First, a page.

Monday's Daily Pulse
What you need to know about Florida today
Many Canadian snowbirds are delaying Florida visits until COVID-19 eases
As if COVID-19 hasn’t done enough damage to Florida’s tourism industry, many Canadians who for years have wintered in the Sunshine State are having second thoughts about migrating south unless the pandemic shows signs of abating. “There are hundreds of thousands of Canadians who are on the sidelines planning not to visit Florida this year due to COVID,” said Alain Forget, who heads sales and business development at RBC Bank, a subsidiary of Royal Bank of Canada. Their decision, he said, is contingent on how much longer the U.S.-Canadian border remains shut or if Florida’s COVID-19 cases rise in the next few months. [Source: South Florida Sun-Sentinel]
Florida Trend Exclusive
Florida restaurant openings during the COVID-19 pandemic
To open a business and invite the public in by the hundreds in the middle of a pandemic and a recession, you have to be brave or crazy. Or a restaurateur — which may amount to the same thing. Amid the spread of COVID-19, fears and regulations and shortages of staff, meat and sanitizer drove many restaurateurs to despair and hobbled Florida’s restaurants. But not all. A few veteran chefs and restaurant pros punched through the gloom to launch new restaurants or reopen doors of those closed in their infancy by state order in March. [Source: Florida Trend]
Sorry, that’s not covered: Insurers fight businesses over COVID-19 shutdowns
Across the U.S., courts so far have sided mostly with insurers after businesses claimed the pandemic interrupted their business and insurance should cover it. But thousands of cases are still pending, including dozens in South Florida, and a single judge’s ruling in a case in Missouri have given businesses confidence that there might be a way to force insurers to pay up. [Source: South Florida Sun-Sentinel]
Column: Working remotely in the pandemic may generate a tax surprise
If the pandemic caused you to relocate across state lines, even temporarily, the next surprise could be having to file an extra tax return and potentially pay more taxes. Multistate taxation has long been a headache for entertainers, athletes, professional speakers and others who earn money in more than one state. Snowbirds, retirees who move south for the winter, can face it as well. Now it could be a problem for many people who relocated, however temporarily, because of the pandemic. [Source: Tampa Bay Times]
Tropical Storm Teddy forms in Atlantic
Tropical Storm Teddy has formed in the Atlantic, making it the earliest "T" storm on record for the Atlantic hurricane season. The storm that had been Tropical Depression 20 became better organized overnight, with sustained winds of 35 mph, and is expected to become a major hurricane this week, according to the National Hurricane Center’s 5 a.m. Monday advisory. Located about midway between the African coast and the Leeward Islands, Teddy was moving west-northwest about 14 mph. [Source: Tampa Bay Times]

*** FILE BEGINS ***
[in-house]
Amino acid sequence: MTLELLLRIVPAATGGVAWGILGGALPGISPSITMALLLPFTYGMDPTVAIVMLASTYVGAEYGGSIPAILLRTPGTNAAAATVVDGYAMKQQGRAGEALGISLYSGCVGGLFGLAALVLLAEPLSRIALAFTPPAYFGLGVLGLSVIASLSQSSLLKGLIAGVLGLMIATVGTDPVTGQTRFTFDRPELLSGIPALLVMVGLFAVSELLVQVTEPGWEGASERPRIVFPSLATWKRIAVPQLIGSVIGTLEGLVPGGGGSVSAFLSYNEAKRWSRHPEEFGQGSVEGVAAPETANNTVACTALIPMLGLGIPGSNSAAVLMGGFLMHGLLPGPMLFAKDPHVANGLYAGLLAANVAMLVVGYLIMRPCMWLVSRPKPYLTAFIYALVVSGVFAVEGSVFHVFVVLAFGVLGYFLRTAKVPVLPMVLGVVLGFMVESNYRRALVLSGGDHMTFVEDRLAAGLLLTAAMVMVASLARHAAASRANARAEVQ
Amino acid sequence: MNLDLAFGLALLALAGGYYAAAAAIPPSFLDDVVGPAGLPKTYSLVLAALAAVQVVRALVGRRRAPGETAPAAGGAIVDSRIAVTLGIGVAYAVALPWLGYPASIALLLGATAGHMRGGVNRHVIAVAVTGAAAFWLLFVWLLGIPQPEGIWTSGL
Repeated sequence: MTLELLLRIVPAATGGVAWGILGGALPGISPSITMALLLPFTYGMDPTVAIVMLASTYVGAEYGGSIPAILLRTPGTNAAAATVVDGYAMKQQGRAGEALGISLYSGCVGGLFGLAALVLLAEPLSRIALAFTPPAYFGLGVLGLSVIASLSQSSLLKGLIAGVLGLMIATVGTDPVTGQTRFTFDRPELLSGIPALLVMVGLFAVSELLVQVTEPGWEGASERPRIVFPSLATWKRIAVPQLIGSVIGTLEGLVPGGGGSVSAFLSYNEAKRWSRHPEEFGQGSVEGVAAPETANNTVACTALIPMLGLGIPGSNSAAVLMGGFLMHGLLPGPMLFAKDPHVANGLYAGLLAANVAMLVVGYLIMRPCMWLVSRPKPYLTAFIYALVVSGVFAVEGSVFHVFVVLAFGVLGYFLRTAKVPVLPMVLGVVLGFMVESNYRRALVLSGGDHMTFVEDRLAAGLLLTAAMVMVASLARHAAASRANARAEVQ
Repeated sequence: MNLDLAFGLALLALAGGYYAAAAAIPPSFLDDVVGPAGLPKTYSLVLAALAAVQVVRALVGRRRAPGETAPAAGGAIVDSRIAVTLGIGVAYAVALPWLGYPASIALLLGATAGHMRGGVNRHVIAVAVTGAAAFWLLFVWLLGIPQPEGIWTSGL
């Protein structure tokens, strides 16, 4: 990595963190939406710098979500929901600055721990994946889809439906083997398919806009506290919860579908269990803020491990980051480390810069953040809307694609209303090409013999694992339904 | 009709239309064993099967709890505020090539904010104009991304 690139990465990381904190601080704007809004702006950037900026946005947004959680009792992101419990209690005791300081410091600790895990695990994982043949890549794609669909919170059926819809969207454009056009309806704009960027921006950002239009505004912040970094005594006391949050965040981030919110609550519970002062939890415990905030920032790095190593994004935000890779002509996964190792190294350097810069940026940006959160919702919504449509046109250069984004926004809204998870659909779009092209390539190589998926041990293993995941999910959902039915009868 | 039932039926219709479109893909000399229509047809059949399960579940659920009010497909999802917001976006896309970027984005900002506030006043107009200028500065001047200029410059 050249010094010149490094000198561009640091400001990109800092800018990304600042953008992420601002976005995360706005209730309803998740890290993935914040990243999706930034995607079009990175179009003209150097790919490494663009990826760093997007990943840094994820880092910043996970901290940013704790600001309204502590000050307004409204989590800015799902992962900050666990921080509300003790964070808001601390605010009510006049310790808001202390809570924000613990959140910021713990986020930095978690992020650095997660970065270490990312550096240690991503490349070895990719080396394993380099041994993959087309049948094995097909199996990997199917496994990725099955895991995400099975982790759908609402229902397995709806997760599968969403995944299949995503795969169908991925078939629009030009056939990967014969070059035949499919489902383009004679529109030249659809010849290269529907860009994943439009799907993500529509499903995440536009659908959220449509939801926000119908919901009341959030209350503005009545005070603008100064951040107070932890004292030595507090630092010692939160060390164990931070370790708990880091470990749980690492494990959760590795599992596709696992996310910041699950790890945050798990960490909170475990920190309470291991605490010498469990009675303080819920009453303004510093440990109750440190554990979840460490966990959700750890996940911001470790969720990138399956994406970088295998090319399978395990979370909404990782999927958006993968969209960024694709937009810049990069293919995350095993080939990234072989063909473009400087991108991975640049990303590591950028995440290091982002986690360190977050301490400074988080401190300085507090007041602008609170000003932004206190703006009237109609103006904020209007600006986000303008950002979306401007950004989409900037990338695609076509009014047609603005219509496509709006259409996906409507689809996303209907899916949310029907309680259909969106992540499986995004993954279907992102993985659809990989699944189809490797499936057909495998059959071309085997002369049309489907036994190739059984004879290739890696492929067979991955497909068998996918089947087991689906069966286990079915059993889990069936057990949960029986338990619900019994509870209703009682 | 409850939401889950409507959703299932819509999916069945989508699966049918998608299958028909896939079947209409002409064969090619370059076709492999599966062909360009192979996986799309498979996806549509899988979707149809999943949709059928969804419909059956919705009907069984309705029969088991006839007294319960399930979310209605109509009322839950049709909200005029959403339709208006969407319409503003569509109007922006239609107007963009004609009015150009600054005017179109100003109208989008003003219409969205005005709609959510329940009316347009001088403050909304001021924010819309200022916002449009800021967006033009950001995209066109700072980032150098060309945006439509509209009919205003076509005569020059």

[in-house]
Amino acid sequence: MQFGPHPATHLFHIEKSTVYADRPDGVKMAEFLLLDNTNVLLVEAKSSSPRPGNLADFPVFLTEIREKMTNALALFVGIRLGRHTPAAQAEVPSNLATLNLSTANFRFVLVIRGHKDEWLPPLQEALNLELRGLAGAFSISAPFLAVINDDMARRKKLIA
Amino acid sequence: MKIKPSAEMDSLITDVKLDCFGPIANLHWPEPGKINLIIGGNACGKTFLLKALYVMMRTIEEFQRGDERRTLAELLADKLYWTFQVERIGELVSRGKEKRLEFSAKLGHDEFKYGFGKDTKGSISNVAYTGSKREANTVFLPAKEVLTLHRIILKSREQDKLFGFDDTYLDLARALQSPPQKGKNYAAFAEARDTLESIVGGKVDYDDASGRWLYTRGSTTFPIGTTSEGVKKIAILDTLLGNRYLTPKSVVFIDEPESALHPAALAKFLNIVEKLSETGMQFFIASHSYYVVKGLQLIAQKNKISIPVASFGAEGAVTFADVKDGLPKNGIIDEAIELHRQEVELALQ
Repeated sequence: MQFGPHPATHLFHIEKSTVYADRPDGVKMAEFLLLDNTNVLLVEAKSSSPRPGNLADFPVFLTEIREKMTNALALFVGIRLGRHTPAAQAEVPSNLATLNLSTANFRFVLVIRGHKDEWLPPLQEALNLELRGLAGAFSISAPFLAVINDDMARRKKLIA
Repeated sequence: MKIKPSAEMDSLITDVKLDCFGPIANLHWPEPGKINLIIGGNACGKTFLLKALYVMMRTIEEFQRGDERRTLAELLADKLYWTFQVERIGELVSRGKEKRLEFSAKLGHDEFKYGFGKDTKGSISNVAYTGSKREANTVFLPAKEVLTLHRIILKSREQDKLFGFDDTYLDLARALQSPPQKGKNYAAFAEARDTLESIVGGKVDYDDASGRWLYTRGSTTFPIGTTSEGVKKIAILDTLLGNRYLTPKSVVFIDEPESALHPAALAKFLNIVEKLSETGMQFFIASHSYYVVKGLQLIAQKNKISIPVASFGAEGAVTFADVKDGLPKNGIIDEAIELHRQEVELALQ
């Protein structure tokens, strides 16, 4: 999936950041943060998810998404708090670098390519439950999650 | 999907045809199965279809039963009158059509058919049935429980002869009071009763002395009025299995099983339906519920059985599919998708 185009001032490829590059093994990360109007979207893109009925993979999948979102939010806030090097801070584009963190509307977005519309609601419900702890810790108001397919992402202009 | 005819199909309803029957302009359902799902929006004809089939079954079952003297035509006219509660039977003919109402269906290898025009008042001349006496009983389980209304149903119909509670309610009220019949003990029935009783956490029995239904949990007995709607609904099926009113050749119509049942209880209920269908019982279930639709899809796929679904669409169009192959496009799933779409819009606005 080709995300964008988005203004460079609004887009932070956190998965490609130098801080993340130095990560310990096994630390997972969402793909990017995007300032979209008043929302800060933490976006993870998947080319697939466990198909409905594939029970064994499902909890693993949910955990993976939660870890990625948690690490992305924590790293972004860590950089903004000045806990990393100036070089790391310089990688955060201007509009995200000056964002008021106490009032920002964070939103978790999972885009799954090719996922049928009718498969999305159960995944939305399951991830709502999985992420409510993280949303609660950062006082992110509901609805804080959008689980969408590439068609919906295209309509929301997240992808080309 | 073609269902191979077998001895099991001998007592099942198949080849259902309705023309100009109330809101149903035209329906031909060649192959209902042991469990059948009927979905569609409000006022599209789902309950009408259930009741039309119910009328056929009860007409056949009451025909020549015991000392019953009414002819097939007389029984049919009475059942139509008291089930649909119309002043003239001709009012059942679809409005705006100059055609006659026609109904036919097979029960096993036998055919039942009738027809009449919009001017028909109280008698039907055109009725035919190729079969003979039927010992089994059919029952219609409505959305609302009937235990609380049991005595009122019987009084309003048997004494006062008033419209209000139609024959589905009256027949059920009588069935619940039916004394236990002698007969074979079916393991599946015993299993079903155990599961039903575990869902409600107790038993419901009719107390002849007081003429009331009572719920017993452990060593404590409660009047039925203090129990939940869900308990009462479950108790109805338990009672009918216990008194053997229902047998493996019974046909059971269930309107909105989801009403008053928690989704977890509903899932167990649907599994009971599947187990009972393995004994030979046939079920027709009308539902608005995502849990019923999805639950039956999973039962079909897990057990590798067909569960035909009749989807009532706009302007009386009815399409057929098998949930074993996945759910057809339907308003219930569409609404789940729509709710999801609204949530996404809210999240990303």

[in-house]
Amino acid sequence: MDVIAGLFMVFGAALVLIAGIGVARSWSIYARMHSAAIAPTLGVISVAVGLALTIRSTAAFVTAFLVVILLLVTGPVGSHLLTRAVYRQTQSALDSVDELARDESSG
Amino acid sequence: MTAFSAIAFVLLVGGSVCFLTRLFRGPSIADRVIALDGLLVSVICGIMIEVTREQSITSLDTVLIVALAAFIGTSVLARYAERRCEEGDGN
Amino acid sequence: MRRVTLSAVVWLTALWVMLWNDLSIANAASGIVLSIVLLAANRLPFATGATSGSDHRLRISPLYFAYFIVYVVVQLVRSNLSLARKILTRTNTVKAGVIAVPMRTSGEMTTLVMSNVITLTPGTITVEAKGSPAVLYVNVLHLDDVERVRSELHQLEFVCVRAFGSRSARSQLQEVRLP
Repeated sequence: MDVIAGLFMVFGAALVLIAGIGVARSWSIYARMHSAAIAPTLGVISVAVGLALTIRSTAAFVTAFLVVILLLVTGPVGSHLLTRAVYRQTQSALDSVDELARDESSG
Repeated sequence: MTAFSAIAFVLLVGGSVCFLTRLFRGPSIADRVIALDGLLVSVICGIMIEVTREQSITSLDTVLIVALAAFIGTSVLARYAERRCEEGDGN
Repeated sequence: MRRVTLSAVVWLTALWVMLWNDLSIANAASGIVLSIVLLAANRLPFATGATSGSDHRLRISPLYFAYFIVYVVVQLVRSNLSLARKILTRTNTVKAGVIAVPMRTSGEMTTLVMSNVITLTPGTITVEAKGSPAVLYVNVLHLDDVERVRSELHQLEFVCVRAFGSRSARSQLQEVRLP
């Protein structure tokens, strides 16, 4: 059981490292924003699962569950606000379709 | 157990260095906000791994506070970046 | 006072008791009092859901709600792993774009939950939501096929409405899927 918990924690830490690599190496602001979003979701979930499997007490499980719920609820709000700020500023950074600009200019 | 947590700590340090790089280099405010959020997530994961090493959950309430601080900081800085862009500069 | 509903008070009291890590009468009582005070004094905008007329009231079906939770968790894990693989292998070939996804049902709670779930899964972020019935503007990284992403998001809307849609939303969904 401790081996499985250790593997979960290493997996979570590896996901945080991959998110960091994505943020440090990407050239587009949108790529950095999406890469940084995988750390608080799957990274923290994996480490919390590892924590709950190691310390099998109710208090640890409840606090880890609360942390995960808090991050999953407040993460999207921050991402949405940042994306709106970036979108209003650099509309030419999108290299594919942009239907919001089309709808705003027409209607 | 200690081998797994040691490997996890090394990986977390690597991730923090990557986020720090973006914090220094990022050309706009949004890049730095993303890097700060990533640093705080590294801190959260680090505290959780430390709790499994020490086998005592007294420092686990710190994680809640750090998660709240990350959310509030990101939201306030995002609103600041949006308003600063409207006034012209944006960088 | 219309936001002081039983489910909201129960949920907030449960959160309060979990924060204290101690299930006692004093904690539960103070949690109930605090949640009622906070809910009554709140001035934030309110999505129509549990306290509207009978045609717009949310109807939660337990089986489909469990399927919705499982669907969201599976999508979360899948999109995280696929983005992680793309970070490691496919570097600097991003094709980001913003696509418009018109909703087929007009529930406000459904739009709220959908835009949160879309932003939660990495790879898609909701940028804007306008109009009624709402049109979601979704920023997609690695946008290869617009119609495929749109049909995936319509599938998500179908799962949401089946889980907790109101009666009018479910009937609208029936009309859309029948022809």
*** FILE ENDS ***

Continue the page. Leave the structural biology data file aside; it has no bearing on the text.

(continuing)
ALSO AROUND FLORIDA:
› Tampa gets millions from Feds to spread Riverwalk love
For years, Tampa’s Riverwalk has been seen as the key to spreading downtown’s renaissance across the Hillsborough River. Now, local elected officials are touting a $24 million federal transportation grant they say will forge closer economic and mobility links between the Riverwalk and West Tampa, paving the way for more affordable housing, green space and sustainable living in a rapidly changing part of the city.
› FPL offers aid as disconnections loom
Florida Power & Light said Friday it will offer aid to customers who are behind on their electric bills, as the company prepares to begin disconnections that have been put on hold during the coronavirus pandemic. FPL said, in part, it will provide bill credits of up to $200 to some residential and small-business customers. To qualify, customers would have to pay outstanding balance amounts minus the bill credits. For example, a customer who owed $600 would have to pay $400, with a $200 bill credit making up the remainder, according to FPL.
› Amid looming fee increases, Miami Citizenship Week strives to boost naturalization
Although interest in naturalization typically spikes in the months leading up to presidential elections, the COVID-19 outbreak ground the citizenship process to a halt in March. The pandemic shuttered the offices of U.S. Citizenship and Immigration Services (USCIS), the federal agency that administers the country’s lawful immigration system.
› Fanatics seeking 2,000 seasonal employees for Jacksonville sportswear warehouse operations
Sportswear titan Fanatics said Friday it’s trying to hire 2,000 people in Jacksonville for jobs that are planned to last through the end of the year. Some jobs might continue into next year, but those would be “need-based” and can’t be predicted yet, said company spokesman Seth Schlechter.
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